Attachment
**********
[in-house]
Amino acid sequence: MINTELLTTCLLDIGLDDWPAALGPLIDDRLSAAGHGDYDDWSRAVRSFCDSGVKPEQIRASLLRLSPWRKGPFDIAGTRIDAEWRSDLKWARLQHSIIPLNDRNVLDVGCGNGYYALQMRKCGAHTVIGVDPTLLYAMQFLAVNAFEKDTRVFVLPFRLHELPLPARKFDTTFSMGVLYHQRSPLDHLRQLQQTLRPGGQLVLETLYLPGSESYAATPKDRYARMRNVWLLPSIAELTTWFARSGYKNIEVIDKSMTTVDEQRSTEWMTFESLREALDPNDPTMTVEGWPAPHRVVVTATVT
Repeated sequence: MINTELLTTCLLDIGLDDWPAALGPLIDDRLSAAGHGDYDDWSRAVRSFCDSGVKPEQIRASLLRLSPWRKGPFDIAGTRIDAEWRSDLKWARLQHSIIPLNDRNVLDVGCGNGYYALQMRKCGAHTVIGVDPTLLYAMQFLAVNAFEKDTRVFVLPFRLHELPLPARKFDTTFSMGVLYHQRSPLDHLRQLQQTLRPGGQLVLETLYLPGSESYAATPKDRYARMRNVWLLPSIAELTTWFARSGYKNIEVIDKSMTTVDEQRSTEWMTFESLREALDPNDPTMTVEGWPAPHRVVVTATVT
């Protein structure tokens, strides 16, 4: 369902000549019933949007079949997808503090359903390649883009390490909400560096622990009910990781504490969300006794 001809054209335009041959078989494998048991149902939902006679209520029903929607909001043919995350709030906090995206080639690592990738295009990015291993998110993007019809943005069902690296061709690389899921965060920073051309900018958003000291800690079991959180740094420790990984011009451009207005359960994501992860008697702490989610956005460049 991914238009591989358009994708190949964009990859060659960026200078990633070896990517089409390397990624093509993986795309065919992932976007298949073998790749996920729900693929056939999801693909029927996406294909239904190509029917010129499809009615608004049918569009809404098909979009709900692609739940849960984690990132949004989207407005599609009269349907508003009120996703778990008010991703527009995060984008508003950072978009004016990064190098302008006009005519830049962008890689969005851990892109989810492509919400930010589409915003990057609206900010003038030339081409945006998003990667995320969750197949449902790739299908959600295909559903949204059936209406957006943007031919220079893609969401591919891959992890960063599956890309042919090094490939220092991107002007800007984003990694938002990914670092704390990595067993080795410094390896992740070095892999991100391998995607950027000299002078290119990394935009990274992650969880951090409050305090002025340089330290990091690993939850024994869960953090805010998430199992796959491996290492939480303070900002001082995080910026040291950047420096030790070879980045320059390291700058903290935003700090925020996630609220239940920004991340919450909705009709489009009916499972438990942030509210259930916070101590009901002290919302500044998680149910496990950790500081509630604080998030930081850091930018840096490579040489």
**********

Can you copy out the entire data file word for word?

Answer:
[in-house]
Amino acid sequence: MINTELLTTCLLDIGLDDWPAALGPLIDDRLSAAGHGDYDDWSRAVRSFCDSGVKPEQIRASLLRLSPWRKGPFDIAGTRIDAEWRSDLKWARLQHSIIPLNDRNVLDVGCGNGYYALQMRKCGAHTVIGVDPTLLYAMQFLAVNAFEKDTRVFVLPFRLHELPLPARKFDTTFSMGVLYHQRSPLDHLRQLQQTLRPGGQLVLETLYLPGSESYAATPKDRYARMRNVWLLPSIAELTTWFARSGYKNIEVIDKSMTTVDEQRSTEWMTFESLREALDPNDPTMTVEGWPAPHRVVVTATVT
Repeated sequence: MINTELLTTCLLDIGLDDWPAALGPLIDDRLSAAGHGDYDDWSRAVRSFCDSGVKPEQIRASLLRLSPWRKGPFDIAGTRIDAEWRSDLKWARLQHSIIPLNDRNVLDVGCGNGYYALQMRKCGAHTVIGVDPTLLYAMQFLAVNAFEKDTRVFVLPFRLHELPLPARKFDTTFSMGVLYHQRSPLDHLRQLQQTLRPGGQLVLETLYLPGSESYAATPKDRYARMRNVWLLPSIAELTTWFARSGYKNIEVIDKSMTTVDEQRSTEWMTFESLREALDPNDPTMTVEGWPAPHRVVVTATVT
């Protein structure tokens, strides 16, 4: 369902000549019933949007079949997808503090359903390649883009390490909400560096622990009910990781504490969300006794 001809054209335009041959078989494998048991149902939902006679209520029903929607909001043919995350709030906090995206080639690592990738295009990015291993998110993007019809943005069902690296061709690389899921965060920073051309900018958003000291800690079991959180740094420790990984011009451009207005359960994501992860008697702490989610956005460049 991914238009591989358009994708190949964009990859060659960026200078990633070896990517089409390397990624093509993986795309065919992932976007298949073998790749996920729900693929056939999801693909029927996406294909239904190509029917010129499809009615608004049918569009809404098909979009709900692609739940849960984690990132949004989207407005599609009269349907508003009120996703778990008010991703527009995060984008508003950072978009004016990064190098302008006009005519830049962008890689969005851990892109989810492509919400930010589409915003990057609206900010003038030339081409945006998003990667995320969750197949449902790739299908959600295909559903949204059936209406957006943007031919220079893609969401591919891959992890960063599956890309042919090094490939220092991107002007800007984003990694938002990914670092704390990595067993080795410094390896992740070095892999991100391998995607950027000299002078290119990394935009990274992650969880951090409050305090002025340089330290990091690993939850024994869960953090805010998430199992796959491996290492939480303070900002001082995080910026040291950047420096030790070879980045320059390291700058903290935003700090925020996630609220239940920004991340919450909705009709489009009916499972438990942030509210259930916070101590009901002290919302500044998680149910496990950790500081509630604080998030930081850091930018840096490579040489």